• Industrial Economies: The dominant economic sector is manufacturing, and energy sources tend to be high carbon
  • Post-Industrial Economies: Pollution decreases as manufacturing activities either become more energy efficient or close down [pollution can be ‘exported’ abroad in some cases], environmental awareness rises, and increased levels of affluence enables countries to enact and support environmental laws

Environmntal_Kuznets_Curve

Figure 3: The environmental Kuznets curve

Source: Kjeffreytaylor [CC BY-SA 3.0 (https://creativecommons.org/licenses/by-sa/3.0)%5D

On this basis, it could be claimed that typical carbon offsetting projects such as afforestation and promoting renewable energy will happen anyway, and so carbon offsetting is a pointless diversion of funds away from other ways of protecting the environment.

But even if carbon offsetting projects would eventually happen according to this theory, I can see no harm in accelerating their implementation, as they will set the standard for others to follow.  And Monbiot’s criticism that some schemes may fail, and that many are unaccountable is now outdated, as there are now Quality Assurance Schemes and auditing of market leading companies such as Carbon Footprint.

Carbon offsetting – a short-term, pragmatic approach

Of course carbon offsetting is not a panacea.  Climate change is a pressing and long-term global problem, and carbon offsetting can only be a short- to medium-term response to it.

More efforts should be focused on shifting political, corporate, and human mindsets, and, in more practical terms, we need to develop renewable energy sources and increase energy efficiency.  But one irony is that such efforts could be funded by carbon offsetting, and by marshalling the troops against it, some commentators are reducing the chances that it can be solved, both by reducing the cash flow from such sources, and by fostering cynicism in pro-environment activity (as shown by the Daily Mail article).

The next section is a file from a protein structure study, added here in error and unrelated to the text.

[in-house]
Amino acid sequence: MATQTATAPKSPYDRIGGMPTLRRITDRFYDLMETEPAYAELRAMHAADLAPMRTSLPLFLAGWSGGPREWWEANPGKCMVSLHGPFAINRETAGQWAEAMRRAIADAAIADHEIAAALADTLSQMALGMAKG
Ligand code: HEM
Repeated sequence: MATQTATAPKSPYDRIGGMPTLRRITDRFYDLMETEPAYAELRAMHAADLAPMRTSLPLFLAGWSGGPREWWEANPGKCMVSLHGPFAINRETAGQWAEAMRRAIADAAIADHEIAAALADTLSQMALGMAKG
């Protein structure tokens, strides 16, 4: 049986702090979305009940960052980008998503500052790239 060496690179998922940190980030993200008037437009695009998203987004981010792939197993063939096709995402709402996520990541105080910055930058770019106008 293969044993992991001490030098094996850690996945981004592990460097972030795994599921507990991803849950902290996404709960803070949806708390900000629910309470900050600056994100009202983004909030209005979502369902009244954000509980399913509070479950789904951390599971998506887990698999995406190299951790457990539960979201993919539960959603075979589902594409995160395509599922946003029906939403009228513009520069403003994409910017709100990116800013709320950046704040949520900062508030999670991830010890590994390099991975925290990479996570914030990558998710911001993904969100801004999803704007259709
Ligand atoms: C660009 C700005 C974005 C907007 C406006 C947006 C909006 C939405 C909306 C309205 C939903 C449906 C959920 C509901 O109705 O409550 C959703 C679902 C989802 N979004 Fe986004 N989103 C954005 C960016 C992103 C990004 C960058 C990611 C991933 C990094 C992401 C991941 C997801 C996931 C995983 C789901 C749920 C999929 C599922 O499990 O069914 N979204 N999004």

Perhaps more disturbing, however, is the moral framing of the issue.  The ‘polluter pays’ principle is lauded by environmentalist commentators when applied to big businesses and countries.  But when it comes to individuals, moral arguments against it are marshalled – here is Monbiot again: “[Y]ou can now buy complacency, political apathy and self-satisfaction. But you cannot buy the survival of the planet.”

I contend that, although it is not the only way forward, you can to some extent buy the survival of the planet.  You may need to be impelled to do so and to overpay for it to have a significant effect, but you can buy it.  And if you do, then you should not feel guilty.

Moral absolutism will not win any friends in this most emotional of environmental topics; global citizens, corporations and governments should aspire to reduce their carbon footprint, and if carbon offsetting forms part of these efforts, then it should be welcomed as a short-term, pragmatic part of the mix.

Optimism, progress and geography – celebration and calibration

TG article Autumn 2019

In the most recent edition of the Geographical Association’s journal ‘Teaching Geography’ (Autumn 2019) I write about how geography teachers can help our students to become aware not only that the world faces severe challenges, but also that progress has been made, and to learn about past successes so that they can be built upon.

Inspired by ‘Factfulness’ (Hans and Ola Rosling and Anna Rosling Ronnlund, 2018), ‘Enlightenment Now’ (Steven Pinker, 2018) and other sources, I explore common misconceptions about the world held by students (and many teachers too!).  Then, adapting a framework suggested by Bobby Duffy in ‘The Perils of Perception’ (2018), I suggest ways that teachers can recognise and begin to address such misconceptions.

I conclude by asserting that “The raison d’etre of geography is to ‘write about the world’, so for the sake of our students, our discipline and wider society, let’s give it our best, most accurate, shot.”

Copyright restrictions mean that I can’t go into more detail, but I urge Geography teachers to join the GA and subscribe to the journal to keep their subject knowledge and pedagogy up to date: www.geography.org.uk

Necessity is the mother of invention